Since this scent is now widely known as 4711 Eau de Cologne, many participants relived episodes from their childhood or suddenly remembered their mothers. That means that a smell can make us feel more closely connected to a historical episode while simultaneously addressing individual experiences. This might be why most participants remembered this part of the tour most clearly:
De Lanoy Meijer recalls:
“Your story was like an explosion of scents before my mind’s nose. When finally you made us smell it, I recognized it even though I hadn’t experienced it before. That made an impact.”
Another participant Hannes Wallrafen (a photographer who had turned blind later in life) commented on the same painting:
“What I remember most clearly of the tour, is the Battle of Waterloo. Its size and complexity were illustrated by your footsteps, story and the scent”.
Nostalgia for the nose
We concluded our tour in the ‘attic’ of the museum, touching and smelling the 20th century Bantam airplane. As clinical and pristine as it may look in the museum, it was originally a machine of war that made loud violent noises, that shook heavily, and that spilled motor oil all over the pilot’s face. Since many people still recognize the scent of oil and gasoline, this scent brought up a lot of memories:
De Lanoy Meijer:
“This scent really reminded me of going to the beach as a young girl. I would often step into bits of tar that would stick to my shoes. This is the same scent”.
The beauty of a scent tour is that its effects last for months (or even years). Half a year after conducting the tour I spoke to participant Joris Rademakers who is low sighted and also slightly anosmic (smell-blind). The strong smell of oil and gasoline evoked in him a great sense of freedom and pleasure, by just imagining it:
“The scent reminds me of boats and the harbour. My father was always afraid something would happen to me and I felt very restricted in my behaviour. But the moments my uncle took me on his sailing ship, there was this incredible sense of freedom and light-heartedness. I can say that I don’t remember the trip, but actually relive it when I think of this smell. I feel exactly the way I felt back then and the joy this brings lasts all day and makes me forget about other misery.”
Again, a personal story is connected to an artefact by means of the sense of smell, enhancing the memorability of a scent tour.
You see more when you smell
A smell tour for blind and low-sighted people in a museum of visual art has multiple and profound effects:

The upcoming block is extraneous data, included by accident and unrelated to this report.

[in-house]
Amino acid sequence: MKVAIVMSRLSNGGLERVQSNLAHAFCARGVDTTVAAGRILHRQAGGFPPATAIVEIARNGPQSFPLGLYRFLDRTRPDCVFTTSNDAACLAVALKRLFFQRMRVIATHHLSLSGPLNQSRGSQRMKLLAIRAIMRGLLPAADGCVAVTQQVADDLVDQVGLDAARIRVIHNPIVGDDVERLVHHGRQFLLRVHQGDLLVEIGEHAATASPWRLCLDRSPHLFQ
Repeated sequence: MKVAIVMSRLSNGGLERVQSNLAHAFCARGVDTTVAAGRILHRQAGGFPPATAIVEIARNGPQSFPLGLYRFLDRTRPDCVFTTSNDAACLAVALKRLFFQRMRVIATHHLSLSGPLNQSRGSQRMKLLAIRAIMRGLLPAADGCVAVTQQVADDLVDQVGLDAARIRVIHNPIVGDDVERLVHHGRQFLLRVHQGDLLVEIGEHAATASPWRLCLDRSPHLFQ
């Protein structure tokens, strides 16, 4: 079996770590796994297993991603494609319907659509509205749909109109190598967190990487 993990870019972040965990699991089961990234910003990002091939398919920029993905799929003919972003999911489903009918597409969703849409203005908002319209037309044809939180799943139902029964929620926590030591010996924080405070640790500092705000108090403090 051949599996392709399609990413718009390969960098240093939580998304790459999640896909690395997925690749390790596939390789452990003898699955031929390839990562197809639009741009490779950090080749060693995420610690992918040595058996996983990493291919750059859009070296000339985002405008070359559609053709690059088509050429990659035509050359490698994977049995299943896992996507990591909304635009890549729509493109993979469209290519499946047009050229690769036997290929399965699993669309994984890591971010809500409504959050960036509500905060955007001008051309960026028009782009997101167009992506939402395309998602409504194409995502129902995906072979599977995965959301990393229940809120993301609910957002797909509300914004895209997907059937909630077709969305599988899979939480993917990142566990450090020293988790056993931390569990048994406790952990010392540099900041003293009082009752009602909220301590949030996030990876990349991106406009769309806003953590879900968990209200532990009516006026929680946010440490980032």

- smell evokes personal memories as well as historical sensations (a sense of being transported to the past)
- smell is evocative of moods and weather conditions
- smell lifts the boundary between perceived object and perceiving subject
- smell stirs the imagination
- smell makes impressions last longer
- smell adds to the meaning of stories and facilitates the understanding of the original use of artefacts.
Wallrafen summed up the experience of this multi sensory way of telling stories poetically:
“Smelling and listening stimulated my creativity. The multi-sensory way of delivering a story resulted in a very sensual state of mind. I already realized I could ‘see’ through my sense of hearing. But after today I know I can also ‘see’ by my sense of smell”.
As a final take home message I cannot emphasize this enough (and this goes for people of all sensory abilities):
You see more when you smell.
Caro Verbeek is an art and scent historian, specialised in creating smell tours for museums and reconstructing olfactory heritage.
Bernardo Fleming – leader of the olfactive design studio – was the project leader of ‘In Search of Lost Scents’ from within IFF.
Cathelijne Denekamp – head of accessibility within the Rijksmuseum – co-organised this scent tour for blind and low sighted people.
Pauline Kintz – head of adult education – was the project leader of ‘In Search of Lost Scents’ from within the Rijksmuseum.
Inger Leemans – professor of cultural history – was the supervisor of my PhD-project ‘In Search of Lost Scents’ and my PhD-manuscript ‘Smelling Time – the Olfactory Dimension of Futurism’ from within Vrije Universiteit.